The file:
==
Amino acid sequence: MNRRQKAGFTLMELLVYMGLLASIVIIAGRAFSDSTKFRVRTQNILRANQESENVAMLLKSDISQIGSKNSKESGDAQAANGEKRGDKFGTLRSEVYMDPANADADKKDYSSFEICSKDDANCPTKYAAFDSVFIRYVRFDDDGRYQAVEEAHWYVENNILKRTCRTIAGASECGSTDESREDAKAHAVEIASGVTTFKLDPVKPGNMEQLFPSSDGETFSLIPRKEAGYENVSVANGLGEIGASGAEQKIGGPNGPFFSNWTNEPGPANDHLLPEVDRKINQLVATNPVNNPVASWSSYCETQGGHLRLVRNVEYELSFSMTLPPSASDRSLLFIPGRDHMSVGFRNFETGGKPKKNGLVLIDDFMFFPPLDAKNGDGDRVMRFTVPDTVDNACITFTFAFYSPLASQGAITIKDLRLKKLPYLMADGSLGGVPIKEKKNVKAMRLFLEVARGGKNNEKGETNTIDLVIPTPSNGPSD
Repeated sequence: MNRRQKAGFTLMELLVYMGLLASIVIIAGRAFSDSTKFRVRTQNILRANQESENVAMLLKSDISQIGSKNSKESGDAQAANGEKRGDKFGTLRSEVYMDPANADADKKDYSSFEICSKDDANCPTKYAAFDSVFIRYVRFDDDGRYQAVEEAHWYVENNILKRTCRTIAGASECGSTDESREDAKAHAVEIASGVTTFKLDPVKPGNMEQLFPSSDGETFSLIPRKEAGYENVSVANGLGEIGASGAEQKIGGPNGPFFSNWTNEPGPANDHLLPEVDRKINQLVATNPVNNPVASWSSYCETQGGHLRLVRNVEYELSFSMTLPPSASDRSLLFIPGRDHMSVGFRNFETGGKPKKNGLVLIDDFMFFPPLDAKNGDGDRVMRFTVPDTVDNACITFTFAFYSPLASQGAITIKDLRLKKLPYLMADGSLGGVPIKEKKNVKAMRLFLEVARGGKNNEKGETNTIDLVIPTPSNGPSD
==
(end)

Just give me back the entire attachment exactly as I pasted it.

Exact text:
Amino acid sequence: MNRRQKAGFTLMELLVYMGLLASIVIIAGRAFSDSTKFRVRTQNILRANQESENVAMLLKSDISQIGSKNSKESGDAQAANGEKRGDKFGTLRSEVYMDPANADADKKDYSSFEICSKDDANCPTKYAAFDSVFIRYVRFDDDGRYQAVEEAHWYVENNILKRTCRTIAGASECGSTDESREDAKAHAVEIASGVTTFKLDPVKPGNMEQLFPSSDGETFSLIPRKEAGYENVSVANGLGEIGASGAEQKIGGPNGPFFSNWTNEPGPANDHLLPEVDRKINQLVATNPVNNPVASWSSYCETQGGHLRLVRNVEYELSFSMTLPPSASDRSLLFIPGRDHMSVGFRNFETGGKPKKNGLVLIDDFMFFPPLDAKNGDGDRVMRFTVPDTVDNACITFTFAFYSPLASQGAITIKDLRLKKLPYLMADGSLGGVPIKEKKNVKAMRLFLEVARGGKNNEKGETNTIDLVIPTPSNGPSD
Repeated sequence: MNRRQKAGFTLMELLVYMGLLASIVIIAGRAFSDSTKFRVRTQNILRANQESENVAMLLKSDISQIGSKNSKESGDAQAANGEKRGDKFGTLRSEVYMDPANADADKKDYSSFEICSKDDANCPTKYAAFDSVFIRYVRFDDDGRYQAVEEAHWYVENNILKRTCRTIAGASECGSTDESREDAKAHAVEIASGVTTFKLDPVKPGNMEQLFPSSDGETFSLIPRKEAGYENVSVANGLGEIGASGAEQKIGGPNGPFFSNWTNEPGPANDHLLPEVDRKINQLVATNPVNNPVASWSSYCETQGGHLRLVRNVEYELSFSMTLPPSASDRSLLFIPGRDHMSVGFRNFETGGKPKKNGLVLIDDFMFFPPLDAKNGDGDRVMRFTVPDTVDNACITFTFAFYSPLASQGAITIKDLRLKKLPYLMADGSLGGVPIKEKKNVKAMRLFLEVARGGKNNEKGETNTIDLVIPTPSNGPSD